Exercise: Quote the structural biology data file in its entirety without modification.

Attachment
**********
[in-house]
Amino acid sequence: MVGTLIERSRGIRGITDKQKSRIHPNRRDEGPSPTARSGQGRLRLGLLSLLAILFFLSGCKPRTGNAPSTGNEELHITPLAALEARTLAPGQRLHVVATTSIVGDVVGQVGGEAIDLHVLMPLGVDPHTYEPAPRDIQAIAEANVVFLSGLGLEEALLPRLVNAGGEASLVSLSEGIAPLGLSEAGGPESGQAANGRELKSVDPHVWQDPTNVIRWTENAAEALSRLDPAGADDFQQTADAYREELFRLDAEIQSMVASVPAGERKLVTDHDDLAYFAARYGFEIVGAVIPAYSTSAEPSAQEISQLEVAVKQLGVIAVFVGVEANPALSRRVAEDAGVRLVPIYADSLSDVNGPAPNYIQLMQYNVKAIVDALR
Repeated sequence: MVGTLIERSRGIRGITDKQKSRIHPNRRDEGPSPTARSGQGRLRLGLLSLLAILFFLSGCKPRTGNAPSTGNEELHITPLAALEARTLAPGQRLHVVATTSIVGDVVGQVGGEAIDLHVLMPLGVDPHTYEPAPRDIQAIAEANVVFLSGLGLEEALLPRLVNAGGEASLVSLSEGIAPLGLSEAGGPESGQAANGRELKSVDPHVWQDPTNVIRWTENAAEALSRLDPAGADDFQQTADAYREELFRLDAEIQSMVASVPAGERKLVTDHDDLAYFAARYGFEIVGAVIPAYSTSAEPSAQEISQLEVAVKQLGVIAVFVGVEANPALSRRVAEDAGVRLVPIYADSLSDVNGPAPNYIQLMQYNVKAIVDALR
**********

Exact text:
[in-house]
Amino acid sequence: MVGTLIERSRGIRGITDKQKSRIHPNRRDEGPSPTARSGQGRLRLGLLSLLAILFFLSGCKPRTGNAPSTGNEELHITPLAALEARTLAPGQRLHVVATTSIVGDVVGQVGGEAIDLHVLMPLGVDPHTYEPAPRDIQAIAEANVVFLSGLGLEEALLPRLVNAGGEASLVSLSEGIAPLGLSEAGGPESGQAANGRELKSVDPHVWQDPTNVIRWTENAAEALSRLDPAGADDFQQTADAYREELFRLDAEIQSMVASVPAGERKLVTDHDDLAYFAARYGFEIVGAVIPAYSTSAEPSAQEISQLEVAVKQLGVIAVFVGVEANPALSRRVAEDAGVRLVPIYADSLSDVNGPAPNYIQLMQYNVKAIVDALR
Repeated sequence: MVGTLIERSRGIRGITDKQKSRIHPNRRDEGPSPTARSGQGRLRLGLLSLLAILFFLSGCKPRTGNAPSTGNEELHITPLAALEARTLAPGQRLHVVATTSIVGDVVGQVGGEAIDLHVLMPLGVDPHTYEPAPRDIQAIAEANVVFLSGLGLEEALLPRLVNAGGEASLVSLSEGIAPLGLSEAGGPESGQAANGRELKSVDPHVWQDPTNVIRWTENAAEALSRLDPAGADDFQQTADAYREELFRLDAEIQSMVASVPAGERKLVTDHDDLAYFAARYGFEIVGAVIPAYSTSAEPSAQEISQLEVAVKQLGVIAVFVGVEANPALSRRVAEDAGVRLVPIYADSLSDVNGPAPNYIQLMQYNVKAIVDALR